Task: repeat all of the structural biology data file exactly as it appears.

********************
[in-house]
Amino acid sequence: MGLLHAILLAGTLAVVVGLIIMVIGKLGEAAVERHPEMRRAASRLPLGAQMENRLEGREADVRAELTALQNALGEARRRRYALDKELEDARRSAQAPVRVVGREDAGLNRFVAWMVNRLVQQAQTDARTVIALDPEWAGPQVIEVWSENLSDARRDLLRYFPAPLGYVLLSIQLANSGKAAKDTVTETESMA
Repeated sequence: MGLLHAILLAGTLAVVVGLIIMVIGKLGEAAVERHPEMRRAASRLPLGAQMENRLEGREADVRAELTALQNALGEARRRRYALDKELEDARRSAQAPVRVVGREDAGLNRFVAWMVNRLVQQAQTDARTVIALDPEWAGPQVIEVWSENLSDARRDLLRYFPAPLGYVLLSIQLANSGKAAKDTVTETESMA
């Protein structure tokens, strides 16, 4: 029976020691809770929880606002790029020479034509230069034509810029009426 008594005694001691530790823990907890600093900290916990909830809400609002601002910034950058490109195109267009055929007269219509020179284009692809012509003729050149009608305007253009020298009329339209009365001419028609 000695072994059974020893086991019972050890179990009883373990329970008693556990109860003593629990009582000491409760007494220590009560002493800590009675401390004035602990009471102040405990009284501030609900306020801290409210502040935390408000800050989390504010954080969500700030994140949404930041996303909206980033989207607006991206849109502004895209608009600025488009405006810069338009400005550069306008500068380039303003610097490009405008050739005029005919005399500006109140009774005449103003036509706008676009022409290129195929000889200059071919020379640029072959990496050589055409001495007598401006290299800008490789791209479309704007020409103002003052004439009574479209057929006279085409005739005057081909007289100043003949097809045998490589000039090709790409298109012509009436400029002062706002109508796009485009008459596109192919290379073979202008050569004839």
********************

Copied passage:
[in-house]
Amino acid sequence: MGLLHAILLAGTLAVVVGLIIMVIGKLGEAAVERHPEMRRAASRLPLGAQMENRLEGREADVRAELTALQNALGEARRRRYALDKELEDARRSAQAPVRVVGREDAGLNRFVAWMVNRLVQQAQTDARTVIALDPEWAGPQVIEVWSENLSDARRDLLRYFPAPLGYVLLSIQLANSGKAAKDTVTETESMA
Repeated sequence: MGLLHAILLAGTLAVVVGLIIMVIGKLGEAAVERHPEMRRAASRLPLGAQMENRLEGREADVRAELTALQNALGEARRRRYALDKELEDARRSAQAPVRVVGREDAGLNRFVAWMVNRLVQQAQTDARTVIALDPEWAGPQVIEVWSENLSDARRDLLRYFPAPLGYVLLSIQLANSGKAAKDTVTETESMA
């Protein structure tokens, strides 16, 4: 029976020691809770929880606002790029020479034509230069034509810029009426 008594005694001691530790823990907890600093900290916990909830809400609002601002910034950058490109195109267009055929007269219509020179284009692809012509003729050149009608305007253009020298009329339209009365001419028609 000695072994059974020893086991019972050890179990009883373990329970008693556990109860003593629990009582000491409760007494220590009560002493800590009675401390004035602990009471102040405990009284501030609900306020801290409210502040935390408000800050989390504010954080969500700030994140949404930041996303909206980033989207607006991206849109502004895209608009600025488009405006810069338009400005550069306008500068380039303003610097490009405008050739005029005919005399500006109140009774005449103003036509706008676009022409290129195929000889200059071919020379640029072959990496050589055409001495007598401006290299800008490789791209479309704007020409103002003052004439009574479209057929006279085409005739005057081909007289100043003949097809045998490589000039090709790409298109012509009436400029002062706002109508796009485009008459596109192919290379073979202008050569004839």